Riyadh is a civil engineer's dream. New construction abounds in a city that not too many years ago was an oasis village. The population has pushed well over 1 million and continues to swell, much of this because of foreign workers, who make up two-thirds of the work force. Yet in some cases, the public-works rush has bumped up against the legacy of the desert.
For example, one huge new apartment complex stands empty. Sources here say it is because the Bedouins who make up much of the Saudi population cannot get used to the idea of crowded high-rises, even if they have all the amenities.
Others suggest that the Western builder did not account for the resistance to having men and women (in a society where the sexes are largely segregated) ride in the same elevator.
The vast industrial complex of Jubayl is being built on the country's Gulf coast. When the $25 billion project is done, a new city of 250,000 or more people will have been created, largely, as is typically the case here, with American management, foreign workers, and Saudi petrodollars.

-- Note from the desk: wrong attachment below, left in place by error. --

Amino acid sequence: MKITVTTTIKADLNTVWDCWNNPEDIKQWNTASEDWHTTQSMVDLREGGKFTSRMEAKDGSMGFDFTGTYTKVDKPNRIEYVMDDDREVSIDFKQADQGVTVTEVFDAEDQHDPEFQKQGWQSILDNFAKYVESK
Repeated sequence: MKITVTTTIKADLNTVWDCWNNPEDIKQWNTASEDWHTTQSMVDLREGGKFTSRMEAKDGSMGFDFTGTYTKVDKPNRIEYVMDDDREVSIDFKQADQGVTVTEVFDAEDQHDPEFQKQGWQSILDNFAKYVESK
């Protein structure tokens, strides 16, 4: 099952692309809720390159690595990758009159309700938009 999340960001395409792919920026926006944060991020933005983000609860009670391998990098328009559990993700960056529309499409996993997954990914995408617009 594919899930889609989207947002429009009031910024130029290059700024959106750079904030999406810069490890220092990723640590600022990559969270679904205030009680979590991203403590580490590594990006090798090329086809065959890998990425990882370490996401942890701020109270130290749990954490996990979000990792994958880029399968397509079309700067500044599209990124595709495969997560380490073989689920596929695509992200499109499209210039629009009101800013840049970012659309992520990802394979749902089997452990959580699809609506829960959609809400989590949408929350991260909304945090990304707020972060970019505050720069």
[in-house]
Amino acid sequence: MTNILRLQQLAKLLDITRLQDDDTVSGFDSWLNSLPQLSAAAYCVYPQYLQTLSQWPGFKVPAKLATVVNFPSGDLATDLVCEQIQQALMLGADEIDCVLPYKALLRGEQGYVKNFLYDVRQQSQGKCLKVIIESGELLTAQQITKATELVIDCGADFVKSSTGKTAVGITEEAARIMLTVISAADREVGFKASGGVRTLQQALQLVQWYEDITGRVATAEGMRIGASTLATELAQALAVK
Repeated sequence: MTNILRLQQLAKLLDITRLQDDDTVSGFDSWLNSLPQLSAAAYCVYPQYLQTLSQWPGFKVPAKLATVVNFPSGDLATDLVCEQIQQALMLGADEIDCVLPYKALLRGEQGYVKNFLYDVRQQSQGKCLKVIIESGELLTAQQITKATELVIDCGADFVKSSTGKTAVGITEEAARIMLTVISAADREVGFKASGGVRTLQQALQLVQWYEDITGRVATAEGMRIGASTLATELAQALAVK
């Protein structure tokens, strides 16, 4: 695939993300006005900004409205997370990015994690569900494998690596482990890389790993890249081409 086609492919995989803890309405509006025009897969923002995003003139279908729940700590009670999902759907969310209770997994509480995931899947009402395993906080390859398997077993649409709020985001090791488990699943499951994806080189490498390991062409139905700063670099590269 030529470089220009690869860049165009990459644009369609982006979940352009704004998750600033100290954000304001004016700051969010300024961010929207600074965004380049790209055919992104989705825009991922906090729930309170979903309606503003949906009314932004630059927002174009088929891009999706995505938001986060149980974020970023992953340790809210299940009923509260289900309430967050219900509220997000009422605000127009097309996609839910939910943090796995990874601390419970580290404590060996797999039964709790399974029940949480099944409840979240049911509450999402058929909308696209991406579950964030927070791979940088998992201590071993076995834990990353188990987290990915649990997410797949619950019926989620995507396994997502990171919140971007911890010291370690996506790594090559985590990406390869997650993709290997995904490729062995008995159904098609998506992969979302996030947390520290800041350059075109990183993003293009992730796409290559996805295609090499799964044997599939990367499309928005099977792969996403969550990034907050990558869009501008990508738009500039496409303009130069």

Yet what may well be the largest construction project in history will also take strict account of Saudi and Islamic considerations. Space (wide open) and fuel prices (24 cents a gallon) are no problem. But because women are not allowed to drive and it is assumed that most will remain at home, mosques, schools, and shops all will be within walking distance of homes.
Jubayl was first inhabited by Phoenician traders 3,000 years ago. Today, there are 32,000 workers from 62 countries working on the project.